• Environmental Law and Policy Center (ELPC)
  • Michigan Land Use Institute
  • League of Conservation Voters (LCV)
  • Freshwater Future
  • Northwest Michigan Environmental Action Council (NMEAC)
  • Concerned Citizens of Cheboygan and Emmet Counties
  • Article 32.org
  • Michigan Citizens for Water Conservation (MCWC)
  • Michigan Resource Stewards
  • SURF Great Lakes.org
  • Straits Area Concerned Citizens for Peace, Justice and the Environment (SACCPJE)
  • TC350.org
  • The Watershed Center Grand Traverse Bay
  • West Michigan Environmental Action Council (WMEAC)
  • Little Traverse Bay Bands of Odawa Indians
  • Straits Area Audubon Society

Click here to read the letter to Governor Snyder

Click here to read the Press Release

News Articles

AP News Article 

ABC12 News Article

Detroit News Article 

Toledo News Now Article 

The State News Article

WGVU News Article

FLOW attends Northern Michigan Pipeline Symposium

On Tuesday night June 24, 2014, approximately 150 concerned citizens gathered together at Petoskey High School to learn and ask questions about Enbridge Energy and their future plans for pipeline 5.  A wide range of advocacy and regulatory groups were also in attendance and participated in the discussion panel that followed after presentations form PHMSA, Enbridge, and the EPA.

The symposium was structured with a very controlled design. Enbridge along with a number of overlapping agencies and advocacy groups welcomed discussion at tables outside the auditorium before the event started. It was hard to see Enbridge’s table as they were crowded with protesters and students from MI-CATS (Michigan Coalition Against Tar Sands) calling out claims against the energy company. Amongst the 2 bodyguards present with Enbridge, a nervous demeanor was apparent in the shaky voice of their representatives.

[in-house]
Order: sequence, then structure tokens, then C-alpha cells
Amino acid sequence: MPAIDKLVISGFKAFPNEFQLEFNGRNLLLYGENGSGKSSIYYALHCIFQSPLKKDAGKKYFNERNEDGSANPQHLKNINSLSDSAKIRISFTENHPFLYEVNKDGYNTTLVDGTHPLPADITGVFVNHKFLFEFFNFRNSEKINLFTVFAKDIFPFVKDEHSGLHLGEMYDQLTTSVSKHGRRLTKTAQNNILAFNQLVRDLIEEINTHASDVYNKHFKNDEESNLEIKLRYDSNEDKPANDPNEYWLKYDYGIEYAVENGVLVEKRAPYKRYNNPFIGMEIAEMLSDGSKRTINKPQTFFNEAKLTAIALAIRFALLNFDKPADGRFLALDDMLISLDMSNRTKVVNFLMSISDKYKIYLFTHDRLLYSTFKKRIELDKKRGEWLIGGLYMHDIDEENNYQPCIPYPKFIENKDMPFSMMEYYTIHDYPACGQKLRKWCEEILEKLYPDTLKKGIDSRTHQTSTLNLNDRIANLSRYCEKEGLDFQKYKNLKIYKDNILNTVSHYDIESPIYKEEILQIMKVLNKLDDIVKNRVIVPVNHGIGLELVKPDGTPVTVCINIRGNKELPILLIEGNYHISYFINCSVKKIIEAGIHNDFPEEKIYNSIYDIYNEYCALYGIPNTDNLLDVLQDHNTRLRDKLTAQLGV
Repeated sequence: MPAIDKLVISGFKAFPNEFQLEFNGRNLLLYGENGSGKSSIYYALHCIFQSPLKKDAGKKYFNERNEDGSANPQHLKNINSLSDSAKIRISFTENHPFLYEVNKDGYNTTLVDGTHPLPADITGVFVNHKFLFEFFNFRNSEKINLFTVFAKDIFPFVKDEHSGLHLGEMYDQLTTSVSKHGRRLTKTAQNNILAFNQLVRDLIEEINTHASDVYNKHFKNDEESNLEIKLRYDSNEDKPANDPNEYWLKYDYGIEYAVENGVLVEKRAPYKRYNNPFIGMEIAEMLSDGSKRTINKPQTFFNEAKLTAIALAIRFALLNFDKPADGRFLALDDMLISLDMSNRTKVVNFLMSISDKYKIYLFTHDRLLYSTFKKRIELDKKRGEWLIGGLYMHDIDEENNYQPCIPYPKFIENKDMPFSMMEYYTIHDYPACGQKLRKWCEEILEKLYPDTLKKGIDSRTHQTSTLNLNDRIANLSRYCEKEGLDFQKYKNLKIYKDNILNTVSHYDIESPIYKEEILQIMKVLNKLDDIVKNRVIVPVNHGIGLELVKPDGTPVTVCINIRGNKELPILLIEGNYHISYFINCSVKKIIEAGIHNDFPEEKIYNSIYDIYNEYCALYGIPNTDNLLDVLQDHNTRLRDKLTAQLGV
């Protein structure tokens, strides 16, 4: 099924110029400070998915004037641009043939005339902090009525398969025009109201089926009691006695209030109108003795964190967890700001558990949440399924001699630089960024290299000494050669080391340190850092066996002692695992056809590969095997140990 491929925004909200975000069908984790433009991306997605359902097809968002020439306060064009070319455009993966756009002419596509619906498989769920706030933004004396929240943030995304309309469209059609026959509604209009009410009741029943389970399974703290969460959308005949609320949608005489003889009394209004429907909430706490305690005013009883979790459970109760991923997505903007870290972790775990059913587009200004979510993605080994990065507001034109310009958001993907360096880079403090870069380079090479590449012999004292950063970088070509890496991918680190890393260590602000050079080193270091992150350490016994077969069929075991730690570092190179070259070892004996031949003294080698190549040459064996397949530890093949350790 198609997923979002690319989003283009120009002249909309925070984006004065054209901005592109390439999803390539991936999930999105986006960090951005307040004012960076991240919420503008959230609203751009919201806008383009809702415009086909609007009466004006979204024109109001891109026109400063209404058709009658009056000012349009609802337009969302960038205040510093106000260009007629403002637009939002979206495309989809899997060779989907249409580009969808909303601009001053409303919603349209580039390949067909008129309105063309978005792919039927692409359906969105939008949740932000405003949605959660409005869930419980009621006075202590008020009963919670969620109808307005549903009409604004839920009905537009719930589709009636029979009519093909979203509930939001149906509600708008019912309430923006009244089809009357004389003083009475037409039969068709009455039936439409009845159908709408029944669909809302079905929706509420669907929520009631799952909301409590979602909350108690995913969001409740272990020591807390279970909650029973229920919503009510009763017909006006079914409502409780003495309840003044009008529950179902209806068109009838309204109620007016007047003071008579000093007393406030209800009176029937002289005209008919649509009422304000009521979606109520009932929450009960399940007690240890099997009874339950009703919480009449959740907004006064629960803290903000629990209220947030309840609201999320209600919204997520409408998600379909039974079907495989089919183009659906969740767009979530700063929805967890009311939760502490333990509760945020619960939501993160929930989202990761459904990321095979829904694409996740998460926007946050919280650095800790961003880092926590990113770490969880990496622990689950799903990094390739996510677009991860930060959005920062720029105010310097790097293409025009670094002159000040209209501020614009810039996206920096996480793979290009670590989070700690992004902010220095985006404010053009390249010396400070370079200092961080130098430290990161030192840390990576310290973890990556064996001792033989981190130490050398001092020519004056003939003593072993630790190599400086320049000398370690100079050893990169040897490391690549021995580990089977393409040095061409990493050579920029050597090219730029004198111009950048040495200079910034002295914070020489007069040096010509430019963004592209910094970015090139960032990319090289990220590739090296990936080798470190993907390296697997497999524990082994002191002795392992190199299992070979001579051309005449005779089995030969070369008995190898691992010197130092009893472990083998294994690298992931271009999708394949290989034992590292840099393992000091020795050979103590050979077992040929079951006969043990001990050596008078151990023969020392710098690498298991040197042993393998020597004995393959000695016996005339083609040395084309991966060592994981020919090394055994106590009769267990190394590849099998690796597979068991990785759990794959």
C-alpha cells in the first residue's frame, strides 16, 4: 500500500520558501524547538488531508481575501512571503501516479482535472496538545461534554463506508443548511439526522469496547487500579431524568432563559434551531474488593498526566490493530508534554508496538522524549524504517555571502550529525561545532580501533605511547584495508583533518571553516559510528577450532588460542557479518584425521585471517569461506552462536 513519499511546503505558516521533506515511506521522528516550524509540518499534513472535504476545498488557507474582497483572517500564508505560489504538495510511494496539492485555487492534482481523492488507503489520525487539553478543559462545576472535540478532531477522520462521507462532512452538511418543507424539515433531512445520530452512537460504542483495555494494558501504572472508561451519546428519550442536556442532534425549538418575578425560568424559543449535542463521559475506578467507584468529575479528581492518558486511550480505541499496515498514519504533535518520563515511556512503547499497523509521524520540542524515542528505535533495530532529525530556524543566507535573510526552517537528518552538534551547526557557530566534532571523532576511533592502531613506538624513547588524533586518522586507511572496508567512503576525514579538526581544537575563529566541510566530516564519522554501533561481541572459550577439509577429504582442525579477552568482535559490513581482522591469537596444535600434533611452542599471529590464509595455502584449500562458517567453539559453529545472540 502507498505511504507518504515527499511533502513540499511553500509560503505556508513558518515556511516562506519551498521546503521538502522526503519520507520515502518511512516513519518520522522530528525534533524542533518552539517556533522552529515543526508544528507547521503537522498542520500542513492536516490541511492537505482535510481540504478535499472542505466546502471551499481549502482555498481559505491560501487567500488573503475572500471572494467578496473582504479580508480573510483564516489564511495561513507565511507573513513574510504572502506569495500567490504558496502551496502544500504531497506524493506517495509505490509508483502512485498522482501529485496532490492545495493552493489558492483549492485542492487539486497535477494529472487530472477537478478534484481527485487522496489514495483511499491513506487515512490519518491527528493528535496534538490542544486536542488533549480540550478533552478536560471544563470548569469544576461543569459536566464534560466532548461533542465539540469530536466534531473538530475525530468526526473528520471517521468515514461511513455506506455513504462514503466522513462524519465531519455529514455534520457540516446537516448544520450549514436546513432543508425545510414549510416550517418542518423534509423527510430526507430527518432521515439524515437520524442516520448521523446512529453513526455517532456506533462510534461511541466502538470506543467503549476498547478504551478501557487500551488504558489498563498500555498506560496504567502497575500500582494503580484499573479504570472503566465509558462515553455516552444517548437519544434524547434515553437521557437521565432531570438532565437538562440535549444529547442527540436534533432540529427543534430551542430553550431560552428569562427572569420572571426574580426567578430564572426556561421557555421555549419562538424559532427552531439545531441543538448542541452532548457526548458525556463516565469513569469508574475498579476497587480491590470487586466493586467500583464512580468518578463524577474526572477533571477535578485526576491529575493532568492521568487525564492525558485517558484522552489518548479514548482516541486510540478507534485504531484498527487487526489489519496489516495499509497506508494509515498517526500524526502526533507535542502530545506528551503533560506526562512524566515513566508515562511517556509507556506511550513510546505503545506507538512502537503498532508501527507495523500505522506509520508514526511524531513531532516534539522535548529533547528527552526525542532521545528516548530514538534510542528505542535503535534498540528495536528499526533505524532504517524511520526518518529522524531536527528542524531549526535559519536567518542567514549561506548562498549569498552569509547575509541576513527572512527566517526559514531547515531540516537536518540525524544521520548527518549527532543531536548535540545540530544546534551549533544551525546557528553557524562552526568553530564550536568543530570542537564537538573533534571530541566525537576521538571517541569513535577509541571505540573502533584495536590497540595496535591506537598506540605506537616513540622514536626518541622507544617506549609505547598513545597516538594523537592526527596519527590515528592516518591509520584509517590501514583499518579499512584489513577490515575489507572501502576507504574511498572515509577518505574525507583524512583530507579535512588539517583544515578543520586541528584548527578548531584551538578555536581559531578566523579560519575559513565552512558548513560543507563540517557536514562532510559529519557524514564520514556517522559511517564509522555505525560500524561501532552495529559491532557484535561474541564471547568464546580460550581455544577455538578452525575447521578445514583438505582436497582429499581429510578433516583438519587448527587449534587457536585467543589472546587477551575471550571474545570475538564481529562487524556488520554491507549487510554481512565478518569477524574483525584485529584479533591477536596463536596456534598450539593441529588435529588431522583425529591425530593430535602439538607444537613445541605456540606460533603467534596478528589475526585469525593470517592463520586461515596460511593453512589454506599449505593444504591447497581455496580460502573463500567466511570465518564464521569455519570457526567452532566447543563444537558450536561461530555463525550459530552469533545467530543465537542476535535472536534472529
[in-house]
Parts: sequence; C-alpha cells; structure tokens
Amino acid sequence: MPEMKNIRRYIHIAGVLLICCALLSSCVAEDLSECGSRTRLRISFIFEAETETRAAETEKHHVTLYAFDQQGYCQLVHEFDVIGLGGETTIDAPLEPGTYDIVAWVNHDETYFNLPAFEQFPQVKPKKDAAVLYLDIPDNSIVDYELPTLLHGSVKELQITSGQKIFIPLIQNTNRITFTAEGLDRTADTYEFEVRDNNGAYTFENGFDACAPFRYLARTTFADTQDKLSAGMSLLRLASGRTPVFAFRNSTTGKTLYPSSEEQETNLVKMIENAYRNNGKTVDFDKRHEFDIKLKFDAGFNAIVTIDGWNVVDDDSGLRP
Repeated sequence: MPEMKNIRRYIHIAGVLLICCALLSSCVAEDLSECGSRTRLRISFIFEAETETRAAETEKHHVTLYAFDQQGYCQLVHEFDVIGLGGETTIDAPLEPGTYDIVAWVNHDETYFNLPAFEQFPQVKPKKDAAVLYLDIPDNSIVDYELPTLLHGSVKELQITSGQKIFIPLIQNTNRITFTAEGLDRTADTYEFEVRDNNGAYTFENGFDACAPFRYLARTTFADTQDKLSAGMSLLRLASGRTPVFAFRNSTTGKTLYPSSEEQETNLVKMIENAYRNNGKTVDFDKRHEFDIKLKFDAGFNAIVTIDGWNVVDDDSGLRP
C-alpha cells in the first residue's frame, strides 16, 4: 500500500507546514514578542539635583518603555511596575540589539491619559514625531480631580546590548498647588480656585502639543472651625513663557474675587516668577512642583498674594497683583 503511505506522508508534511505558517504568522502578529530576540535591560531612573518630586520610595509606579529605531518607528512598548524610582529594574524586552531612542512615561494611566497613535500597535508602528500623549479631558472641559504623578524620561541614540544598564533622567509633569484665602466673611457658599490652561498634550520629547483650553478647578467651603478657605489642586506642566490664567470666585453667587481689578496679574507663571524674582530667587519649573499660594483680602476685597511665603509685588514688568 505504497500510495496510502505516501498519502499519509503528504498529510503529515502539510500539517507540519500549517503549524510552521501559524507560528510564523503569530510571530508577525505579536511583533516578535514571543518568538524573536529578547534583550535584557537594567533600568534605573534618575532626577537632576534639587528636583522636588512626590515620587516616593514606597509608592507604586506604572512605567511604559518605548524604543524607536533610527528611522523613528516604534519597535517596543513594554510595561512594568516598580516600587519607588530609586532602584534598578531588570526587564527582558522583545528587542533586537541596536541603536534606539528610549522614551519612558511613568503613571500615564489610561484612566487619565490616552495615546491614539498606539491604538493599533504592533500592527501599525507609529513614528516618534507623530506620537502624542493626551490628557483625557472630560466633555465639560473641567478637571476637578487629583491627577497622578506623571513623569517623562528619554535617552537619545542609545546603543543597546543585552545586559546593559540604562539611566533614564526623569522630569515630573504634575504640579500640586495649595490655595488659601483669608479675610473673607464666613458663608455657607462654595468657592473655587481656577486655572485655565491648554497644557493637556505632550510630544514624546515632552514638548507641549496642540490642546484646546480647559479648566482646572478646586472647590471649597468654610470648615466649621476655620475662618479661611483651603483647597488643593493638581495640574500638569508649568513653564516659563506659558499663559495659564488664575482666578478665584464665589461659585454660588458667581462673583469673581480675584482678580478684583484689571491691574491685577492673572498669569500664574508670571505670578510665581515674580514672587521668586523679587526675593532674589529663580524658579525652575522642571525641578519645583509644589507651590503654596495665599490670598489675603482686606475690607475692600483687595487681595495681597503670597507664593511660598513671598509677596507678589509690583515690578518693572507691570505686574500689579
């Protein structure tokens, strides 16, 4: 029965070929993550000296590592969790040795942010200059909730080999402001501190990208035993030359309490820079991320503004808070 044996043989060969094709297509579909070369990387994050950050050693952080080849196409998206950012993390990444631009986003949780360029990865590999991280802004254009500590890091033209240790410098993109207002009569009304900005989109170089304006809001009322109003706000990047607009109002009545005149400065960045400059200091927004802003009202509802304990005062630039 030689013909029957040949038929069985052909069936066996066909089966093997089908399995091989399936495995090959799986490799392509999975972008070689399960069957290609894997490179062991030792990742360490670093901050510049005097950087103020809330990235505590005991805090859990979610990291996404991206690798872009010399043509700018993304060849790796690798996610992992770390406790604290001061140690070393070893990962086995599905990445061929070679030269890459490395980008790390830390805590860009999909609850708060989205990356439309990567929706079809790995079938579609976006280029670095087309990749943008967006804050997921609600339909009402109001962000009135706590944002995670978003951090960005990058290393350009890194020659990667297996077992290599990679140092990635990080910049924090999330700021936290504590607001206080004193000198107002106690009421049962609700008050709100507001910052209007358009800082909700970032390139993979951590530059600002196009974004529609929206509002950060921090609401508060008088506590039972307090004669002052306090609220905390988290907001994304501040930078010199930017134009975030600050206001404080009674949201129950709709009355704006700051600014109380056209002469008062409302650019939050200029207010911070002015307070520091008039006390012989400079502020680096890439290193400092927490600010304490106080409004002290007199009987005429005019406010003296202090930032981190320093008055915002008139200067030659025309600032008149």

Allan Beshore was the first speaker to present. He represented the US Dept of Transportation’s PHMSA (Pipeline and Hazardous Materials Safety Administration) group and provided an explanation of PHMSA’s involvement with the oil and gas industry. The jolly Kansan kept his talk simple and bland with factual information. Allan’s message was that PHMSA is not just a regulating entity but also a group that has a mindset towards providing stewardship to affected communities. Interestingly enough, Allan did note during his presentation that corrosion and equipment failure historically have been the largest occurrence to pipeline breaks.